How do I store non-actor objects with functions?

I am a newbie with Unreal, and I got a project I’m trying to prototype, to see if Unreal is the right engine to use.

So, here is the criteria for what I am trying to make.

The setting is a spaceship with a generational crew.
The spaceship consist of 3 types of objects:

  • Modules (rooms)
  • Crew
  • Jobs

The modules will be displayed in a way similar to the base layout in the game X-COM (2012).

Each module can be rebuilt into a different type of module (habitat, workshop, hydroponics, etc.)
Module objects contain child objects that define their use. For this prototype, that is just limited to different types of jobs.
It should be possible for a module to have more than one job.

Crewmen are individual objects with names and age.

Each crewman may be assigned to one or more of any job object.
If a module is changed, the job is replaced or removed, and thus the crewman lose the job assignment.

Jobs may function differently from each other, but are all called in the same way as a game progress though a game-turn.
A farming job may add food to storage, a workshop job may add a piece of equipment.
(In this prototype, they will just print to log each game-turn)

I have already prototyped this in Java, but I wish to recreate this in UE4 Blueprints.
I am, however, unsure how to set this up, as the Blueprints system does not seem as straight forward as advertised.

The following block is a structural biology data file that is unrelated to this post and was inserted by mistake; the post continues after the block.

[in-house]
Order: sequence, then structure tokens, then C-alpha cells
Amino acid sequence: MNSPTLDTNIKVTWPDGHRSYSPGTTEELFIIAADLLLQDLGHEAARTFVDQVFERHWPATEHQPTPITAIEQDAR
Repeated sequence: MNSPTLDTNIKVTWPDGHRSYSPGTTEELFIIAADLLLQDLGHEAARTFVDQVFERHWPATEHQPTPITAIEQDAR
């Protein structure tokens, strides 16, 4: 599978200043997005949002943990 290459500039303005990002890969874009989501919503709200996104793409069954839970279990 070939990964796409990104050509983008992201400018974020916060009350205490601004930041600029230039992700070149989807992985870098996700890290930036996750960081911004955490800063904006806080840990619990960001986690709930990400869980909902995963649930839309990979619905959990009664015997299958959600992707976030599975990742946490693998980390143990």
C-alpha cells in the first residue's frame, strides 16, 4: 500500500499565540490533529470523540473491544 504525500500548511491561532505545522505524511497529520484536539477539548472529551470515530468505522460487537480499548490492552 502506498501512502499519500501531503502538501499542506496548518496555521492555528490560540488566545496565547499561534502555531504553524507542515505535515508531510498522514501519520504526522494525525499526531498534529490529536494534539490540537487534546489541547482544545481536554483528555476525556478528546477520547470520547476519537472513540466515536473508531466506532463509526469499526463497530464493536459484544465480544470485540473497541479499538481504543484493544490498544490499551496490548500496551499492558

I learned about the GameMode Blueprint, and how I may use it as the main structure to hold the data and progress the game turns.
I found the Enum and Struct types, and found some limited use of them to store the type and location of each module/room.
I suppose I could also make a struct for crewmen, and put those in an array.
But I can’t define any functions for structs and enums, so that won’t do for jobs.
And from what I can see of the Blueprint classes, all other alternatives are for static values or visual objects.

I am pretty sure I am misunderstanding or missing something, but hey, that’s why I am asking for help.

Bring My Post Up!

What do you mean by ‘functions for structs and enums’?

For sure, you can make functions, and the can take data structures as arguments.

I’m coming from Java, my c++ is rusty at best, and I have never touched blueprints before, so I might not think in the right way on how to code for this.
My existing code in java, which I hope to part over, use some abstract base classes and then a number of implementations for the different types of object.

A class for a workshop and a class for a hydroponics both inherits from the same abstract class, and I call the same function on them both, but the way this function operates are different.

I have tried to create a class in blueprints, inheriting from the Object base class. But when I go into my GameMode Blueprint constructionscript, I find no Create option for the new class.